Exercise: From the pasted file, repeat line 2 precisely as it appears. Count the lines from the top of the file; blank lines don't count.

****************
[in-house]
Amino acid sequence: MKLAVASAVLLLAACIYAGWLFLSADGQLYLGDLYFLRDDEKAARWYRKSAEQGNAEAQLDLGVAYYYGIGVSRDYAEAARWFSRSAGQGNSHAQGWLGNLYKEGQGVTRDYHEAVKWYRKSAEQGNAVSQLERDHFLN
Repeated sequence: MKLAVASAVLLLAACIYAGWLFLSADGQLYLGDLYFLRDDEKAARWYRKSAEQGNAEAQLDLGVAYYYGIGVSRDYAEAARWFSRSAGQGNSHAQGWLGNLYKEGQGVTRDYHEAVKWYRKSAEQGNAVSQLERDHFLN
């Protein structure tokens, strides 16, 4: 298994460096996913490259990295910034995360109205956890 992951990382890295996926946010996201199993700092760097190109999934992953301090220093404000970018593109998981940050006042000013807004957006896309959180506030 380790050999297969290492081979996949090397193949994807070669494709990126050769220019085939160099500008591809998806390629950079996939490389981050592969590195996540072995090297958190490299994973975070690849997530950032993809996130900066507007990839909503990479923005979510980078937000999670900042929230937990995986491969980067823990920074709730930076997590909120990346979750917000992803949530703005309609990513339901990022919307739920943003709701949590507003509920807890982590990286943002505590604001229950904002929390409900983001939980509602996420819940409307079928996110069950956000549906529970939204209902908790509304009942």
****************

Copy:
Amino acid sequence: MKLAVASAVLLLAACIYAGWLFLSADGQLYLGDLYFLRDDEKAARWYRKSAEQGNAEAQLDLGVAYYYGIGVSRDYAEAARWFSRSAGQGNSHAQGWLGNLYKEGQGVTRDYHEAVKWYRKSAEQGNAVSQLERDHFLN